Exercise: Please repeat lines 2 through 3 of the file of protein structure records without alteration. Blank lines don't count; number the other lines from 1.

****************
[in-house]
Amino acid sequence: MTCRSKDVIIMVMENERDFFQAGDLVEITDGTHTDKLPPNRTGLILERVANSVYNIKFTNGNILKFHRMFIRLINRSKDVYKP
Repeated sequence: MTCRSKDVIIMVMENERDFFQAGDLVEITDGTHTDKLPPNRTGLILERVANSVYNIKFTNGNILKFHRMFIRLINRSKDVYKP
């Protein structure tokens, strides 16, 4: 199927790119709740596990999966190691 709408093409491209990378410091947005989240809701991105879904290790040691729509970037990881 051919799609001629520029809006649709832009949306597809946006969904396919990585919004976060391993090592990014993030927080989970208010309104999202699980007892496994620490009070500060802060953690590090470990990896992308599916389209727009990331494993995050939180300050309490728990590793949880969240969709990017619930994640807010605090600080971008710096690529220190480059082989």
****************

Amino acid sequence: MTCRSKDVIIMVMENERDFFQAGDLVEITDGTHTDKLPPNRTGLILERVANSVYNIKFTNGNILKFHRMFIRLINRSKDVYKP
Repeated sequence: MTCRSKDVIIMVMENERDFFQAGDLVEITDGTHTDKLPPNRTGLILERVANSVYNIKFTNGNILKFHRMFIRLINRSKDVYKP